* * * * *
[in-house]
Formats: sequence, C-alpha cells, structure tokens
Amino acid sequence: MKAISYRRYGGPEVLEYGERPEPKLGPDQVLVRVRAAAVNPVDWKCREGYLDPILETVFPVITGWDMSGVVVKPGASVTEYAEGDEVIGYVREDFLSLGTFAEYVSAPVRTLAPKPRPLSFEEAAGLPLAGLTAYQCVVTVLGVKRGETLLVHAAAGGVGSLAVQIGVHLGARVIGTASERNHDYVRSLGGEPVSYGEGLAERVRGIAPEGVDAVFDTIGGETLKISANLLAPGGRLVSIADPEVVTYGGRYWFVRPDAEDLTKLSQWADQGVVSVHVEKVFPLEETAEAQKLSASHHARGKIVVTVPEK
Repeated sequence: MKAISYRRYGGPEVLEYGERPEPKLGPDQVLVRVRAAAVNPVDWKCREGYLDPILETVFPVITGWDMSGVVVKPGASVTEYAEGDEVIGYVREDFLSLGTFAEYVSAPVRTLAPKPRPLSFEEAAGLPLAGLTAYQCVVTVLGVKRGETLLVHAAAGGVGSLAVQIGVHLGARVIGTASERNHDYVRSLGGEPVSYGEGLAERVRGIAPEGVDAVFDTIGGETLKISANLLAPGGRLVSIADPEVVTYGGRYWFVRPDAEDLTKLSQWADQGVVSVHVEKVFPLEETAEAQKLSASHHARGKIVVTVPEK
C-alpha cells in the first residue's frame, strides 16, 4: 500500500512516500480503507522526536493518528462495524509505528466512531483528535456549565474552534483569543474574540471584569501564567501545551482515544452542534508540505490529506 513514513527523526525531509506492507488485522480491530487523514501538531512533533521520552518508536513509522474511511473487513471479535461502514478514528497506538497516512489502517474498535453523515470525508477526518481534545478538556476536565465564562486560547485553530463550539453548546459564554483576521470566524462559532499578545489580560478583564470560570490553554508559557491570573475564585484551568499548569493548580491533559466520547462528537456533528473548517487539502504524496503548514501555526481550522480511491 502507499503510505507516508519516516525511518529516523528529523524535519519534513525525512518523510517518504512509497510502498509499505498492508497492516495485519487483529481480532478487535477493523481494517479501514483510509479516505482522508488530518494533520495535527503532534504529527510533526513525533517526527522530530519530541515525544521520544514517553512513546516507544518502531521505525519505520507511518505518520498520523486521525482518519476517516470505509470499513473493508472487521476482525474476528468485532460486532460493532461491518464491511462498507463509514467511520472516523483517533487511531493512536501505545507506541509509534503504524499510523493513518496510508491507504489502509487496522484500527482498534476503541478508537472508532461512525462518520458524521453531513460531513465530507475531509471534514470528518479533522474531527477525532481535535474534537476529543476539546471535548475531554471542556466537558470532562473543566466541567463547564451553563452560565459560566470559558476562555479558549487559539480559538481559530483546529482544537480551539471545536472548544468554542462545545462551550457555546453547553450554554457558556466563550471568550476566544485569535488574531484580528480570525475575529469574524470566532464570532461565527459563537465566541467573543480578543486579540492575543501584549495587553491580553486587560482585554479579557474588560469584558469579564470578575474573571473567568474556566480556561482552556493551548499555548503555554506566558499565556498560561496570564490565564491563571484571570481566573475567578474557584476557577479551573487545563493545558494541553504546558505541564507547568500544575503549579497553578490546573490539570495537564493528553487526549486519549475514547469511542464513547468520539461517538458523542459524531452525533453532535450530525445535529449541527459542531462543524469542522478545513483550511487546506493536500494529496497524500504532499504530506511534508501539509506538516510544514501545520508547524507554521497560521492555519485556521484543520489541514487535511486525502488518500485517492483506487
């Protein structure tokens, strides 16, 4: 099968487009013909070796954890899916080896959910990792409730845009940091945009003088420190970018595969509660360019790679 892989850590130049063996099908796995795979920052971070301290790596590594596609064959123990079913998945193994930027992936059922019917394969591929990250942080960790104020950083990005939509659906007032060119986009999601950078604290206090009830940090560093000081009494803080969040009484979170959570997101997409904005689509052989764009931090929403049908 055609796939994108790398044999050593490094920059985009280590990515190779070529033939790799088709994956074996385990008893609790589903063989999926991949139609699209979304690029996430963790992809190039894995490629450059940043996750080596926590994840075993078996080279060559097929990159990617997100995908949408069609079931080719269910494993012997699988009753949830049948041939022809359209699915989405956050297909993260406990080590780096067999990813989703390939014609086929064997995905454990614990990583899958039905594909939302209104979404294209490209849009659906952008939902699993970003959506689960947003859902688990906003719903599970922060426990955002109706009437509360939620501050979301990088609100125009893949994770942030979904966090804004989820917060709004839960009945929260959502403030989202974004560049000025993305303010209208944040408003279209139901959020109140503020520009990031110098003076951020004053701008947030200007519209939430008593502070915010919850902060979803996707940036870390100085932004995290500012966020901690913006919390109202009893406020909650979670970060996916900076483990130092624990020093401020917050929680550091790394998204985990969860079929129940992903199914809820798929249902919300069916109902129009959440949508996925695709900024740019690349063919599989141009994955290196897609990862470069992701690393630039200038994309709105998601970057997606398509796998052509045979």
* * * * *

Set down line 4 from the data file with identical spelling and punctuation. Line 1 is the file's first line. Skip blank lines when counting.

Repeated sequence: MKAISYRRYGGPEVLEYGERPEPKLGPDQVLVRVRAAAVNPVDWKCREGYLDPILETVFPVITGWDMSGVVVKPGASVTEYAEGDEVIGYVREDFLSLGTFAEYVSAPVRTLAPKPRPLSFEEAAGLPLAGLTAYQCVVTVLGVKRGETLLVHAAAGGVGSLAVQIGVHLGARVIGTASERNHDYVRSLGGEPVSYGEGLAERVRGIAPEGVDAVFDTIGGETLKISANLLAPGGRLVSIADPEVVTYGGRYWFVRPDAEDLTKLSQWADQGVVSVHVEKVFPLEETAEAQKLSASHHARGKIVVTVPEK